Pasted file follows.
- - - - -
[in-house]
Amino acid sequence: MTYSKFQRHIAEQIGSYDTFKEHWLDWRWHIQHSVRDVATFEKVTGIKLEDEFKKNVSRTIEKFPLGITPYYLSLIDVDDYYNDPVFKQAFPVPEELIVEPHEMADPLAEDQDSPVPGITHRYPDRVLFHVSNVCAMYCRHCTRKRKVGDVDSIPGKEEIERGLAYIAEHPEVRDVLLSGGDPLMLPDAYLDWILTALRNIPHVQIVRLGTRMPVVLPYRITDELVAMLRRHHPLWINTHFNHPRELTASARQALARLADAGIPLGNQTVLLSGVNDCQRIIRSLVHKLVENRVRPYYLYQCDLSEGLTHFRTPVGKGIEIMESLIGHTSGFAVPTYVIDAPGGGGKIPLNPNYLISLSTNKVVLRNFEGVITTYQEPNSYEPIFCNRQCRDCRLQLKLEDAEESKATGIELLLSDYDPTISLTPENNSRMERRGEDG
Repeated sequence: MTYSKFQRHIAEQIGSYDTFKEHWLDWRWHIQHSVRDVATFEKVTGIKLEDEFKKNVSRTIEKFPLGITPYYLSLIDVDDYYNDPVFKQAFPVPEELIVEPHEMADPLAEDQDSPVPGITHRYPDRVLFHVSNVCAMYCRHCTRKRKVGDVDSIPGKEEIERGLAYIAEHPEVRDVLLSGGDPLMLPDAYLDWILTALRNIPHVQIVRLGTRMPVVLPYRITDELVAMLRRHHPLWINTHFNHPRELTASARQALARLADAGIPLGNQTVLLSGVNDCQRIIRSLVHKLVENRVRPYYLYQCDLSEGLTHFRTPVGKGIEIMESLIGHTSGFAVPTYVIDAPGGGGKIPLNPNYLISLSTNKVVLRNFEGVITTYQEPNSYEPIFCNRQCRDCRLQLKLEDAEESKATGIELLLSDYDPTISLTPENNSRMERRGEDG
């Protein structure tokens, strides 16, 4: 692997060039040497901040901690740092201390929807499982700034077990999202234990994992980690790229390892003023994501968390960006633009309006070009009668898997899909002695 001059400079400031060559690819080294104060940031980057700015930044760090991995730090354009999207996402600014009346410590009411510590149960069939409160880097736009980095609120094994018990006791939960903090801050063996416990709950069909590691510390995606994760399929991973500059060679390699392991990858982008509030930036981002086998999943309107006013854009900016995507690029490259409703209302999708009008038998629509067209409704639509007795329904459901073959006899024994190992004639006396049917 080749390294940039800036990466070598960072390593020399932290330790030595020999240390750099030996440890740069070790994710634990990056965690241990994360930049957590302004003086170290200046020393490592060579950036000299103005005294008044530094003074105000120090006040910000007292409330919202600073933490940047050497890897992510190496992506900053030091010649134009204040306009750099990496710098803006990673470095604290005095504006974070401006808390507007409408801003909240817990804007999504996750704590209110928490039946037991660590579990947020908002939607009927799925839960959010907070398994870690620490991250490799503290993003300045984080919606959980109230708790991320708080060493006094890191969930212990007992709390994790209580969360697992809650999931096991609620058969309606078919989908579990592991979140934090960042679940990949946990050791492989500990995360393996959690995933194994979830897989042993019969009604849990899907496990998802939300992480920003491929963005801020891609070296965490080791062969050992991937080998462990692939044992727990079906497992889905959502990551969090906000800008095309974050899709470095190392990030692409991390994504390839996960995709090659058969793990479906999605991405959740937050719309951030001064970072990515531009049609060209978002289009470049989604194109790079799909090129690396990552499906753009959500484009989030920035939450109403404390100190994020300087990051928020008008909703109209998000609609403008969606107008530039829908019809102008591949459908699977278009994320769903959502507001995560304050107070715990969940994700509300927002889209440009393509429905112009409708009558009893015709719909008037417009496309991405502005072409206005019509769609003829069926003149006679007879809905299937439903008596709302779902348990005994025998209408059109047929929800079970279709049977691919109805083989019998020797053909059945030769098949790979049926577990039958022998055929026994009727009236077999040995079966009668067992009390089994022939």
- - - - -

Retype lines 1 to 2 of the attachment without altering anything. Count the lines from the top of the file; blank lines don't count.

[in-house]
Amino acid sequence: MTYSKFQRHIAEQIGSYDTFKEHWLDWRWHIQHSVRDVATFEKVTGIKLEDEFKKNVSRTIEKFPLGITPYYLSLIDVDDYYNDPVFKQAFPVPEELIVEPHEMADPLAEDQDSPVPGITHRYPDRVLFHVSNVCAMYCRHCTRKRKVGDVDSIPGKEEIERGLAYIAEHPEVRDVLLSGGDPLMLPDAYLDWILTALRNIPHVQIVRLGTRMPVVLPYRITDELVAMLRRHHPLWINTHFNHPRELTASARQALARLADAGIPLGNQTVLLSGVNDCQRIIRSLVHKLVENRVRPYYLYQCDLSEGLTHFRTPVGKGIEIMESLIGHTSGFAVPTYVIDAPGGGGKIPLNPNYLISLSTNKVVLRNFEGVITTYQEPNSYEPIFCNRQCRDCRLQLKLEDAEESKATGIELLLSDYDPTISLTPENNSRMERRGEDG